The SBC Annual Meeting Is Useless … And What To Do About It.

April 14, 2015

Dr. Randy White | Pastor
First Baptist Church, Katy, TX

**This article was previously posted by Dr. Randy White HERE and is used by permission.

Anyone who follows my articles and tweets knows that I am a disgruntled Southern Baptist. If you ask me why, I would not really know where to begin. I don’t like the “moral communitarianism” of Russell Moore at the Ethics and Religious Liberties Commission (nor his “future kings and queens of the universe” theology, nor his “Christ is Israel” brand of replacement theology, nor his Kingdom-advance based ethic). I don’t like the church-planting strategy of the North American Mission Board, using SBC funds to put largely Calvinist and often rebellious church-planters who won’t give a plug-nickle to the denomination as soon as the check stops coming. I don’t like the IMB raise-the-dead and pray-for-visions method of evangelism, nor that there is little role for the preacher on the mission field. I’m no fan of what appears to be the “a good Baptist is a reformed Baptist” teaching that comes out of Southern Seminary. I have a disdain for the “we’ll sell it if you’ll buy it” philosophy of LifeWay, nor the “stick your finger in the air to determine the direction we should go” ministry of Ed Stetzer. Finally, I have grown weary of the entire church-growth movement of Rick Warren that has become so run-of-the-mill in SBC churches.  So, I’m clearly not the poster child for happy, go-along-to-get-along Southern Baptists.

That said, I may be far more the typical Southern Baptist than SBC leadership and wanna-be leadership would admit. I was born and bred a Southern Baptist. I was saved in an SBC church, committed to ministry in another SBC church, educated in an SBC college, trained for ministry in an SBC seminary (tuition paid, in large part, with SBC dollars). I’ve been a pastor who was involved in SBC work from the association to the state convention to the national denomination. My church consistently gives hundreds of thousands of dollars each year for SBC causes. Our church is always a top giver to the Lottie Moon Christmas Offering and the Annie Armstrong Easter Offering. We give 10% to the Cooperative Program. Until recently, we used SBC literature in our Sunday School classes and participated in SBC promotions.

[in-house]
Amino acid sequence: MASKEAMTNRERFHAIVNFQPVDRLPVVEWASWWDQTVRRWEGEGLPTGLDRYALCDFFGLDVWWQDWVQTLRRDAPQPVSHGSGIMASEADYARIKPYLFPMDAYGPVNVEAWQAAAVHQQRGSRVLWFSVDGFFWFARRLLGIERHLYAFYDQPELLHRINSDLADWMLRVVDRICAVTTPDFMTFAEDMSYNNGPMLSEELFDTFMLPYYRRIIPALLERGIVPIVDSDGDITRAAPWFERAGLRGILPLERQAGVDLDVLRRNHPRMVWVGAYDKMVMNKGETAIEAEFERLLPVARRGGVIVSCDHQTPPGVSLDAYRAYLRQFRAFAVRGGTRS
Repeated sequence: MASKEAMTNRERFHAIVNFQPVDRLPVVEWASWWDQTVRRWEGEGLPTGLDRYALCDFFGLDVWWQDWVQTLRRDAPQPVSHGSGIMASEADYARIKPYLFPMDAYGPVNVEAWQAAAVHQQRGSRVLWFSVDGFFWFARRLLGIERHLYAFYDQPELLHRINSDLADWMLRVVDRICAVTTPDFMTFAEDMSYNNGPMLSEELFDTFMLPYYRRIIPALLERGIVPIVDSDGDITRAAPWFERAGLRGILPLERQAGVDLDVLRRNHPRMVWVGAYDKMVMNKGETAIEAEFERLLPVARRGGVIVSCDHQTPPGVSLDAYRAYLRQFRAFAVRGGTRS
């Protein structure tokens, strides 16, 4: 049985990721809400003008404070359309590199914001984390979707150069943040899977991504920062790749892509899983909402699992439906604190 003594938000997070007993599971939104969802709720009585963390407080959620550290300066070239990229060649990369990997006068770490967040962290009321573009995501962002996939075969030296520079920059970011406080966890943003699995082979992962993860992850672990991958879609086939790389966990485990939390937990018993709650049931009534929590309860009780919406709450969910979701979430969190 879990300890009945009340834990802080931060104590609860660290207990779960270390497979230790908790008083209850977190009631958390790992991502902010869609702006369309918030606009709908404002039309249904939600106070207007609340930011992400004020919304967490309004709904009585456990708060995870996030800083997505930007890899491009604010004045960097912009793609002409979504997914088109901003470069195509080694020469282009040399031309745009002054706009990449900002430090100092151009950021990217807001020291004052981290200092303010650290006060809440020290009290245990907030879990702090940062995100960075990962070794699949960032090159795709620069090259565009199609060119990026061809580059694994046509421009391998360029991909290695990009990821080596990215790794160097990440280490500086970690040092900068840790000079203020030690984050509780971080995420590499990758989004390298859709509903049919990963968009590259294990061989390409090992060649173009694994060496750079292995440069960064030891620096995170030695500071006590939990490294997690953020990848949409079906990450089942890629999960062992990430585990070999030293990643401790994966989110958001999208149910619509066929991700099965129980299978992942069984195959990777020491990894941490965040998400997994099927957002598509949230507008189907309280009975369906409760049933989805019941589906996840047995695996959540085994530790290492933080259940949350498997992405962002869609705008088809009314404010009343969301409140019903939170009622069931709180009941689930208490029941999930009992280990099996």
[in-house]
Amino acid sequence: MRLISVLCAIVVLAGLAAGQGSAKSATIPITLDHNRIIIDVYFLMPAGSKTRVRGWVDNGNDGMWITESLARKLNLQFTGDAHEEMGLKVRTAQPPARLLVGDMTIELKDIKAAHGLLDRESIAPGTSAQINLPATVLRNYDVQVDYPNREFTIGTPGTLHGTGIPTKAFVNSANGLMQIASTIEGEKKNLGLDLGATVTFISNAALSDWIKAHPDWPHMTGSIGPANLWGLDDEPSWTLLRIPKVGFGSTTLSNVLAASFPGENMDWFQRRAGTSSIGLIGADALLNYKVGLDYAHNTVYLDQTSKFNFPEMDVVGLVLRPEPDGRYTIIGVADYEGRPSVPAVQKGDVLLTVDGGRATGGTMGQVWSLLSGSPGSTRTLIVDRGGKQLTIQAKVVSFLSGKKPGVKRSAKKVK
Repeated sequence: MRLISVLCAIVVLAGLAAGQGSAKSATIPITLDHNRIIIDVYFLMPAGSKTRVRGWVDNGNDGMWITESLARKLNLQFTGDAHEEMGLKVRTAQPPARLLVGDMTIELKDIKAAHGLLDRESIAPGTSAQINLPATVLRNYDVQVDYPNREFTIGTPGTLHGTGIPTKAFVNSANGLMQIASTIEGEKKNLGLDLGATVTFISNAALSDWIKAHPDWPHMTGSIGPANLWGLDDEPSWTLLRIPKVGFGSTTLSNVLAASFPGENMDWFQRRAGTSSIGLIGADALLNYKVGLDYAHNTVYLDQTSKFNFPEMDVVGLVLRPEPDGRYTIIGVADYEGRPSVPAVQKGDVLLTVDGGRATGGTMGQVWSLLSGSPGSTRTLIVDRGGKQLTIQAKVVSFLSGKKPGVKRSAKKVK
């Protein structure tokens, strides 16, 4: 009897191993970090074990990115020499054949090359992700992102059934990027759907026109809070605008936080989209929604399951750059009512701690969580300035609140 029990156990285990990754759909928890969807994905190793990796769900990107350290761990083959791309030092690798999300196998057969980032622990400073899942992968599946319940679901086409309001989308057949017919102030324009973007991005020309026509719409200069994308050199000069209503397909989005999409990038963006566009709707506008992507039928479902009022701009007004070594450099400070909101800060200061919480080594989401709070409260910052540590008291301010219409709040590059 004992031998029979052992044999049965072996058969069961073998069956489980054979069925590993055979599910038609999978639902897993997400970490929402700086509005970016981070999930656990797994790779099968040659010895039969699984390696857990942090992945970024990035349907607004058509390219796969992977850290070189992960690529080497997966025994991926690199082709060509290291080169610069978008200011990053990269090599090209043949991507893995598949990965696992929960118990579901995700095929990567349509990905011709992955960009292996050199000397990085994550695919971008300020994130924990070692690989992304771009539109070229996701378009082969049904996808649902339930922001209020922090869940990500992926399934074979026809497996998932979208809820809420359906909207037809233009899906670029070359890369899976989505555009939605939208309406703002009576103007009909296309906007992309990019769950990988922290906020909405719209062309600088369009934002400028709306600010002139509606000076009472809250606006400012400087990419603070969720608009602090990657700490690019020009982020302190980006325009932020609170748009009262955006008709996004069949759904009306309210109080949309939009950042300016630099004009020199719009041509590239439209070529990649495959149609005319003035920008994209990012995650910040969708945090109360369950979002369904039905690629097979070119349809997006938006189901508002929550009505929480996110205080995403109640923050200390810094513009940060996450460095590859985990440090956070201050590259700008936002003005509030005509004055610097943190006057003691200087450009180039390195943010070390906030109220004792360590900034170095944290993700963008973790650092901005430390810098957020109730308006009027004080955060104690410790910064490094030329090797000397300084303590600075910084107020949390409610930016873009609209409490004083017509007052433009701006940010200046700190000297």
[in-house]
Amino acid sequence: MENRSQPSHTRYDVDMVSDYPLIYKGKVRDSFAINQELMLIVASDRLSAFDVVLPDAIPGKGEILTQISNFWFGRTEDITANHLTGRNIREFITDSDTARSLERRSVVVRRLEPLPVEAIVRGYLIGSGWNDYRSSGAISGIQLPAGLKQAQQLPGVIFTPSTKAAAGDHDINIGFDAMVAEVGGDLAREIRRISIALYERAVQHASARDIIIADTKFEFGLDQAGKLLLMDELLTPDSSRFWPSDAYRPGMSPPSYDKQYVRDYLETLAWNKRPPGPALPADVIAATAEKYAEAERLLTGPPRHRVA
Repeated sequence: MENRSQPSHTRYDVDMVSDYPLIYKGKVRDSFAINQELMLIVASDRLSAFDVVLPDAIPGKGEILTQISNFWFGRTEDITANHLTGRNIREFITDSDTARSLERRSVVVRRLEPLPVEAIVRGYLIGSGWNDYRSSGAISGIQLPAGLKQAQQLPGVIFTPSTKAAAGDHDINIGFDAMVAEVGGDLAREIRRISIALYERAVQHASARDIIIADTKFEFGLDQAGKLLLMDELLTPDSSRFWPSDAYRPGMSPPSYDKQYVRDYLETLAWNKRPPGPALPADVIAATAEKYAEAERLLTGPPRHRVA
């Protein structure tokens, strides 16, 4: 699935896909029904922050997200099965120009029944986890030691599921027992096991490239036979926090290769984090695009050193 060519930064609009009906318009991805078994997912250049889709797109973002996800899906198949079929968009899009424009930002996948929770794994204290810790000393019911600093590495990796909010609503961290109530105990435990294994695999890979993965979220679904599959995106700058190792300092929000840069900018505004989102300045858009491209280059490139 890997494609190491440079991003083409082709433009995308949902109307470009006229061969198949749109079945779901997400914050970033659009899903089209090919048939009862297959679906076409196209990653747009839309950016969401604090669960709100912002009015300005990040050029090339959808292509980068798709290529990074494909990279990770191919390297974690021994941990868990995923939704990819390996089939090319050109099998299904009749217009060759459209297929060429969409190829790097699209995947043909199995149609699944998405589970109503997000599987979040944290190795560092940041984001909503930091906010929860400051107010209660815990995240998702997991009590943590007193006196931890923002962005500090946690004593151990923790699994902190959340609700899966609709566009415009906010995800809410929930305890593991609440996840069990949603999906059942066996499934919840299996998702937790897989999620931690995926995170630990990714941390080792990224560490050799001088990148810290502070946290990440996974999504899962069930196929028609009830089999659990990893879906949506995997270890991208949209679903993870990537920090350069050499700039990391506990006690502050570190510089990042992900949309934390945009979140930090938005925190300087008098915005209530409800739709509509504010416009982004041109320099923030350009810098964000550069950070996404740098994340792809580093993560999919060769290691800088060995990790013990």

But I think the Southern Baptist Convention is broken. I am afraid that much of the brokenness is systemic in our culture and only reflected in the SBC. However, if there is a small population that has not been consumed by church-growth pragmatism and evangelical neo-conservatism, and if this small population can come together to bring change in the SBC, then it is too early to leave my SBC home.

Why the Annual Meeting is Useless

Much has been written about decline in the SBC, and in the struggle to get 5,000 messengers to the annual meeting of the nation’s largest Protestant denomination. I contend that much of the reason people do not attend is because the meeting is often useless. I’ll share four reasons, none of which can be proven and all of which are personal speculation more than scientific fact.

The outcome is increasingly pre-arranged

The officer, committee, trustee, and bylaw structure of the SBC has been used to its fullest to ensure that the desired outcome comes to fruition. No resolution will be presented that does not pass the scrutiny of the Resolutions Committee and no item of business will be allowed that does not pass the barrier of the Committee on Order of Business. Officers and insiders will have the advantage of working with these committees to ensure that their items are presented, but the common-folk will be left speechless as their resolution or motion is quickly dismissed with little chance of resurrection. If one of the agencies has business to present, it will receive favorable treatment and any negative remarks from the floor will receive swift rebuttal from those on the platform. In the end, it is often easy to determine the outcome of the convention long before the convention begins.

The agencies are unbelievably unresponsive